3. Paul Learned His Guilt under the Law.  V9-11 

Paul lists his crimes against the church, crimes that he had committed in his unconverted state, and crimes that he had believed at the time were fully justified under the laws of the Pharisees.  Let’s just examine them for a moment:-

  • The object of his crimes. things contrary to the name of Jesus of Nazareth. – and many of the saints.  Remember that at his conversion on the Damascus Road, Jesus had said, Acts 9:4 When Paul was persecuting the church, he was in effect, persecuting Christ, for the church is His body!
  • The geographical extent of his crimes.  Paul carried out his persecution through the agency of the local synagogues. And when he had done his devilish work in Jerusalem, he wasn’t finished, for he even went on to foreign cities.  
  • The description of his crimes.  Now, this is the really important part.  Look at the language that Paul uses to describe his sinful activities. It began within his own sinful heart, V9.  He got permission from the Jewish authorities, he shut them up in prison, he spoke against them, voted against them, executed them, tortured them to the point of blasphemy, was full of bitter fury against them, even following them when they fled elsewhere.

Now, note carefully the ferocity of his rage and depth of his wickedness, and the candour of his confession. He just blurts it all out, and he holds nothing back.  In this defence, he expands upon those crimes, and makes a more complete confession of the heinous nature of what he had done.  Now that has lead some commentators to see a pattern of a growing deeper recognition of his own sinful life, his own unworthiness and the natural sinful state of mankind in general.    Here’s the progression.  Compare 1 Corinthians 15:9 and 1 Timothy 1:15.  Between ‘the least of the apostles’ to ‘the chief of sinners’ is there a growing realisation of the depth of sin, utter abhorrence in the sight of God, the awfulness of the burden of sin, which was laid upon Christ at the cross, and the greatness of of the extent to which forgiveness has been obtained?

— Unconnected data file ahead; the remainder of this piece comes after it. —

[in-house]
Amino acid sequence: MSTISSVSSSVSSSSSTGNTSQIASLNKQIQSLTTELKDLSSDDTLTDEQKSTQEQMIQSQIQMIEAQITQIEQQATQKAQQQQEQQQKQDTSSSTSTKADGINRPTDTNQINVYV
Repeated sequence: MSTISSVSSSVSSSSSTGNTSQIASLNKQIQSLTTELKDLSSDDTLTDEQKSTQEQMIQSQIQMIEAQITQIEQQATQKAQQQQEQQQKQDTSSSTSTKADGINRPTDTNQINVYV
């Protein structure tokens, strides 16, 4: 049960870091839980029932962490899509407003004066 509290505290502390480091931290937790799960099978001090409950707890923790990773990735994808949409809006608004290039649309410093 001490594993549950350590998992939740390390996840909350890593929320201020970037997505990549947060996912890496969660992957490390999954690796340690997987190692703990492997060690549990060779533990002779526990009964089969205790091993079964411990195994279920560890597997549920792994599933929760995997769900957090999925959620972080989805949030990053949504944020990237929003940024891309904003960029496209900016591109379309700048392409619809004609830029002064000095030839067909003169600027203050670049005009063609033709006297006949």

We seek Christian growth in young believers.  Typically we want to see them grow strong in the faith, and confident in their salvation, gaining more and more assurance.  But should not we also be seeking a deepening appreciation of our sinfulness?  Only when that happens can we recognise sin when it rears its ugly head in our hearts, only then can we cooperate with the Holy Spirit in the mortification of that sin.

© Bob McEvoy January 2022